E. enter data into a database. Example of a physical problem – scratch on disk. when to do it. Application software Application software is designed to fulfil a specific set of activities.g. MSBACKUP. The software that allow us to do these things are application software.Software and Firmware (1/2 hour) This topic is mostly revision as it was already covered in the course Fundamentals of Information Technology. The following are examples of types of application software: Operating System Concepts Mrs.g. WinZip. AVG etc. play games etc.g. System Software There are two types of system software: operating system and utility. We do not use the computer because we want to use Microsoft Windows 7. • File compression – Reduces the size of a file usually to a ZIP extension. graphics. Unix. G. banking. we use the computer to type documents. Norton Anti-virus. E. Utilities provide a useful service to the user by providing facilities for performing common tasks. spreadsheet. It alerts you if an additional disk is needed. Campbell Copyright @ 2010 Updated Jan 2010 29 . removes viruses from a computer system. As mentioned before. database management. McAfee. detects.g. The opposite RESTORE utility should also exist in order to recover the files in case of loss/damage. NovaBACKUP • Anti-virus – Prevents. DOS etc. Examples include: accounting. Trend Micro PC-cillin. • Diagnostic utility – Compiles technical information about your computer hardware and reports physical and logical problems. Norton disk doctor. There are two types of software: system software and application software. OS/2. Operating systems tell the computer what to do and how to do it. create graphs. Examples include: Microsoft Windows XP. WinRAR. Linux. In other words software is any instruction that tells the computer what to do. draw pictures.Lecture 3 . Software is a collection of machine interpretable instructions that define the activities related to performing a specific task by computer. Scandisk. an operating system consists of the programs that control or coordinate the operations of a computer and its devices. • Defragmenter – Reorganizes files and unused space on a disk so that data can be accessed quickly and programs run faster. Application software is the user’s reason for using the computer. defrag in Windows • Backup – Copies selected files to another disk/tape. Quickview in Windows. E. PKZIP. do our accounting.g. The following are examples of utilities: • File viewer – Displays the contents of a file. Example of a logical problem – corrupted file. E. word processing. E. E.g.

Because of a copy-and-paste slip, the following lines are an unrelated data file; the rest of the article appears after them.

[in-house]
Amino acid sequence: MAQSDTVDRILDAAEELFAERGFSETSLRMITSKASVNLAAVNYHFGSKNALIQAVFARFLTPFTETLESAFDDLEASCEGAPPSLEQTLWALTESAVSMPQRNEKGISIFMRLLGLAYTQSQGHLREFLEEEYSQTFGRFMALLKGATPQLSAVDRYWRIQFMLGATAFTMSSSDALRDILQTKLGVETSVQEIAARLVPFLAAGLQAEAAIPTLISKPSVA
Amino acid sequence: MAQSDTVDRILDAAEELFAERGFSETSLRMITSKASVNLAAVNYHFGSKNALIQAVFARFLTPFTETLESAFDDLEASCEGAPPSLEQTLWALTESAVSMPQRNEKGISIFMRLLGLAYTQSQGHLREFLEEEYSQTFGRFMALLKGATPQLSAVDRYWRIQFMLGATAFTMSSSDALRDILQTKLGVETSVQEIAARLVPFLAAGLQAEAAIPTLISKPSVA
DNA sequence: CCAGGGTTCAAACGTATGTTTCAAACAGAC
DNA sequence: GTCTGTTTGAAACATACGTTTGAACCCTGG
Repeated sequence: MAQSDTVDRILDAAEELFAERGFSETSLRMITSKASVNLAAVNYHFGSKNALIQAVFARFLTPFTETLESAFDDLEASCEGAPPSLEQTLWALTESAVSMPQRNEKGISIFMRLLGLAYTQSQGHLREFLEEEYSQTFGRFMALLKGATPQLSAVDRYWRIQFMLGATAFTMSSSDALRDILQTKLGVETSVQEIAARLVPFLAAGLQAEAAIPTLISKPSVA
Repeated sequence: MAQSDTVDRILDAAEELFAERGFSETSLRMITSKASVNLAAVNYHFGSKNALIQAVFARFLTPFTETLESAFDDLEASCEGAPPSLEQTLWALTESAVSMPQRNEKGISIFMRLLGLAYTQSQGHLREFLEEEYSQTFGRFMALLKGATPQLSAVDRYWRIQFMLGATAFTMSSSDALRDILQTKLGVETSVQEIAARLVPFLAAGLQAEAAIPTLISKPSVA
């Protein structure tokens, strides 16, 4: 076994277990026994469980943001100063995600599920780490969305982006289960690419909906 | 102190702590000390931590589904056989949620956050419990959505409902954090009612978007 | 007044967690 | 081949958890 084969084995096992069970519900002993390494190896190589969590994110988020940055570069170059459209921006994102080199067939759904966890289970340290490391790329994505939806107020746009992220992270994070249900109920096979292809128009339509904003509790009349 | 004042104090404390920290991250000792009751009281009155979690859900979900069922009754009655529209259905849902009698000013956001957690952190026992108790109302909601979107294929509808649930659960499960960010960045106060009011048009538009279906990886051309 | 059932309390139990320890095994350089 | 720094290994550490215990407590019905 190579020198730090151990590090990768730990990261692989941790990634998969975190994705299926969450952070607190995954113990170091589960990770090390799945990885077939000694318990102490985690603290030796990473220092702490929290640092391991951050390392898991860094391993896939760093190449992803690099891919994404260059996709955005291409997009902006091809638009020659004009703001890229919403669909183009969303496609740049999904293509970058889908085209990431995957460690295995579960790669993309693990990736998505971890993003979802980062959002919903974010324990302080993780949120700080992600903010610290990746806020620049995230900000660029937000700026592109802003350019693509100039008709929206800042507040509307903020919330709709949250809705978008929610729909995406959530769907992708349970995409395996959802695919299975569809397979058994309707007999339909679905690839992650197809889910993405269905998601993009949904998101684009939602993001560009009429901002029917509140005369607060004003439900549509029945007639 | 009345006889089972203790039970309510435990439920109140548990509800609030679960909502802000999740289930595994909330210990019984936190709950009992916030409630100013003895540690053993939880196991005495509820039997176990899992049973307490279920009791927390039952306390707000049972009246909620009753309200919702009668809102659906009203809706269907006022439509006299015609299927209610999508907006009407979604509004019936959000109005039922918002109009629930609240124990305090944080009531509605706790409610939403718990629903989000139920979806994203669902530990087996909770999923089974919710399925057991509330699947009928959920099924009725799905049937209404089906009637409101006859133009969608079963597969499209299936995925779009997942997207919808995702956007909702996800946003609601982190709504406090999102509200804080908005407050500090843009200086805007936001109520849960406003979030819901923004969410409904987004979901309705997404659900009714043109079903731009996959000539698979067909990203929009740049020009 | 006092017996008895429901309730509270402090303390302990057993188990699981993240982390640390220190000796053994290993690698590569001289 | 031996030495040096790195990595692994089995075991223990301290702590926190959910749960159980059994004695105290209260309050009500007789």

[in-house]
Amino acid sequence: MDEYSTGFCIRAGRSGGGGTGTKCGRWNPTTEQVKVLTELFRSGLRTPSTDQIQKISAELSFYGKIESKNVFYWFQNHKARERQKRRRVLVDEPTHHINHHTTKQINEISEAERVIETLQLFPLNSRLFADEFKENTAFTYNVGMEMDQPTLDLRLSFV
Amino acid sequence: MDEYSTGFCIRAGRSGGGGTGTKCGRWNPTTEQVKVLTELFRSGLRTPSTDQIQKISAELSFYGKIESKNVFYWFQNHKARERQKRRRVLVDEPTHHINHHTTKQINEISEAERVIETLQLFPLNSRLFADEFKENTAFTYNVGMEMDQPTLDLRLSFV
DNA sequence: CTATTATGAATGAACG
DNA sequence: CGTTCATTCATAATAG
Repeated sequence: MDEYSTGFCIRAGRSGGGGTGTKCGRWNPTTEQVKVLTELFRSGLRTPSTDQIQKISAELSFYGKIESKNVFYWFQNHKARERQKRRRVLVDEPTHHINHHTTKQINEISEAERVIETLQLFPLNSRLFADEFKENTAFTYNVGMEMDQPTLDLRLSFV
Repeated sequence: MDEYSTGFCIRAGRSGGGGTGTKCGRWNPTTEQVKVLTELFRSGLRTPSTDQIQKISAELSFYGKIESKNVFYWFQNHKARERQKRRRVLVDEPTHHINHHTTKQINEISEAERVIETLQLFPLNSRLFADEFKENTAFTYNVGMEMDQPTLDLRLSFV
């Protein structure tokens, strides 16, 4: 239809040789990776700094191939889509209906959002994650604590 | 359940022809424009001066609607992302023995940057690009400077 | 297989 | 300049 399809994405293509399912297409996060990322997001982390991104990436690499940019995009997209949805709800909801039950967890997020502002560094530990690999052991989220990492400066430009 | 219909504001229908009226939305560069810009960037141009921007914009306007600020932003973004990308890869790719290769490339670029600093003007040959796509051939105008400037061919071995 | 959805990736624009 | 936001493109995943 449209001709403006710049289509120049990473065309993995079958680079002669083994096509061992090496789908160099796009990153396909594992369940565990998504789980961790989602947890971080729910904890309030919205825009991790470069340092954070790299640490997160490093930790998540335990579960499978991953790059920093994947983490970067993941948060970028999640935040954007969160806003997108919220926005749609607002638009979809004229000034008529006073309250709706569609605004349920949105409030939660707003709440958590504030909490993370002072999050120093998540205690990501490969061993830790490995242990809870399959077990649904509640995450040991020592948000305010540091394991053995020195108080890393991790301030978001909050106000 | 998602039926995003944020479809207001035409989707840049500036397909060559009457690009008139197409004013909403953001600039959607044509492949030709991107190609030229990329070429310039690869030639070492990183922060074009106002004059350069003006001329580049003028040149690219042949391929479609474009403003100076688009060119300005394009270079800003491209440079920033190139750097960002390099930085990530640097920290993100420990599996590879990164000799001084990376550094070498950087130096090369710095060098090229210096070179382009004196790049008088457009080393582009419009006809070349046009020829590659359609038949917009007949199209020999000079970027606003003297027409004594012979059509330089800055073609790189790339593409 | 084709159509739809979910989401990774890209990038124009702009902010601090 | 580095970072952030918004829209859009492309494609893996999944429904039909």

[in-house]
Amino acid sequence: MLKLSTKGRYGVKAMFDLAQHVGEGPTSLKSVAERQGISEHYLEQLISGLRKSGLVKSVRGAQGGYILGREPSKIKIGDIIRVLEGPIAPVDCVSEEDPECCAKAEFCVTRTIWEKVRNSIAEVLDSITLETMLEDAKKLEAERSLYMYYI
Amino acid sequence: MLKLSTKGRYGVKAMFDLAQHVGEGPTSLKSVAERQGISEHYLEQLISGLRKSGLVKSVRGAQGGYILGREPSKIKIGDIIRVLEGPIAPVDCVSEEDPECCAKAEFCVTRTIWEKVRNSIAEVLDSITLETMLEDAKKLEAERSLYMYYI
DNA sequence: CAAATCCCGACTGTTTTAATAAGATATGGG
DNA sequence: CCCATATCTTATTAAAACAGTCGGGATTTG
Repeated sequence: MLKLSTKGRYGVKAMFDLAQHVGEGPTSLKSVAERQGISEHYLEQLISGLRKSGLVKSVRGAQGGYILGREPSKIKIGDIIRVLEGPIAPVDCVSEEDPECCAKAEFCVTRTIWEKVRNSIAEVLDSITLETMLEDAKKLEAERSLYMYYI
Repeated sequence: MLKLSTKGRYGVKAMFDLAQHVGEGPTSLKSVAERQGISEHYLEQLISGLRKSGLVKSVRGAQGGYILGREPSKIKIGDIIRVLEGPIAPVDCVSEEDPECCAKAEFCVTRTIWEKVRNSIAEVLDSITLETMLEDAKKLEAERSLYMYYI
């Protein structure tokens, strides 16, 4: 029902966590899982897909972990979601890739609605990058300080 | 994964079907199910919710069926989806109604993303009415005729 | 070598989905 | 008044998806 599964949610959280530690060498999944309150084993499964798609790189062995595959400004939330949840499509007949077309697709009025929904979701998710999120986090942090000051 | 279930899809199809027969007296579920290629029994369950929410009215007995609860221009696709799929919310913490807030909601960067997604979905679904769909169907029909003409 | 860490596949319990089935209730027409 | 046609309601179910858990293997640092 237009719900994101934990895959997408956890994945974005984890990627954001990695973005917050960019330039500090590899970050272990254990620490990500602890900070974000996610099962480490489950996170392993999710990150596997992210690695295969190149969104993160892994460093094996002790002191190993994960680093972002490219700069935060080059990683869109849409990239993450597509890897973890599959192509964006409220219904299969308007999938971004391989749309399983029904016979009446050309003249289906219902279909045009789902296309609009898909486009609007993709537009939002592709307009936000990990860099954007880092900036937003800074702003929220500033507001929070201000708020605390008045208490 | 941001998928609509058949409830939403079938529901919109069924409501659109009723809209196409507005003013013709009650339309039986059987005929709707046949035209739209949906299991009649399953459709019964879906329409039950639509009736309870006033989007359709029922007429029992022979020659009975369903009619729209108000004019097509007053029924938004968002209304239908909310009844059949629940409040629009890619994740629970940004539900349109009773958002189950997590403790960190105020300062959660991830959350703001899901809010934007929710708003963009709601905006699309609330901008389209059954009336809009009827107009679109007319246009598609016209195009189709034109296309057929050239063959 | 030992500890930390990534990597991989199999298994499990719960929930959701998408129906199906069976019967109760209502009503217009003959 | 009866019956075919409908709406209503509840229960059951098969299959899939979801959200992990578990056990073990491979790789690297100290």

Oracle. Database management software allows you to create and maintain a database. spell check. Outlook (Email).g. query. etc. Wordstar. Adobe Photoshop • Programming languages/program development software Used to create programs. Dbase. fieldtype.g. font size and type. which means that they will run on different computers. print.g.a large piece of paper divided into columns and rows into a grid of cells. Foxpro.g. User can enter numbers.g. Most were developed for writing specific types of applications. Outlook Express. AmiPro • Spreadsheets Designed to manipulate numeric data in a tabular form. Lotus 1-2-3.g.• Word-processing Allow easy creation. Web Browsers. E. editing. newsletters. margins. E. underline. However. COBOL etc. Page Maker. • Communication Software This is any program that a) helps users establish a connection to another computer or network or b) manage the transmission of data. formulas. Multiplan • Database Management Information is vital to business. many companies insist on using the most common languages so they can take advantage of programs written elsewhere and to ensure that their programs are portable. page number. justify. E. Symphony. and information or c) provide an interface for users to communicate with one another. Pascal. Combine word processing and graphics packages. fieldsize. G. E. E. Campbell Copyright @ 2010 Updated Jan 2010 30 . Microsoft Excel. footnotes. E. WordPerfect. • Entertainment software These software include games. E. Features include:. Requires a lot of main memory and usually special circuit board (graphics card) and a high resolution screen. Microsoft Access • Desktop Publishing To produce documents. Visi-Calc. posters. Corel Draw. Foxpro. Netscape Navigator. Hundreds of programming languages or language variants exist today.Bold. keys. E. Network Operating Systems (NOS). C++. Monopoly. Communication software allows users to send messages and files from one location to another. Field.g. correction. mail merge. Chess. People called programmers use programming languages to tell the computer what to do. save. Visual Basic. Microsoft Word. Quattro Pro. Solitaire etc. Can sort. software that allows you to listen to music of watch movies. instructions.g. table of contents. This is the electronic equivalent to accountant’s ledger . Microsoft Publisher • Graphics Provide facilities that allow user to do various kinds of computer graphics. Windows Media Player. A database is a collection of organized of information stored in a way that makes it easy to find and present. printing of documents. WordPad. text in each cell. C. Operating System Concepts Mrs.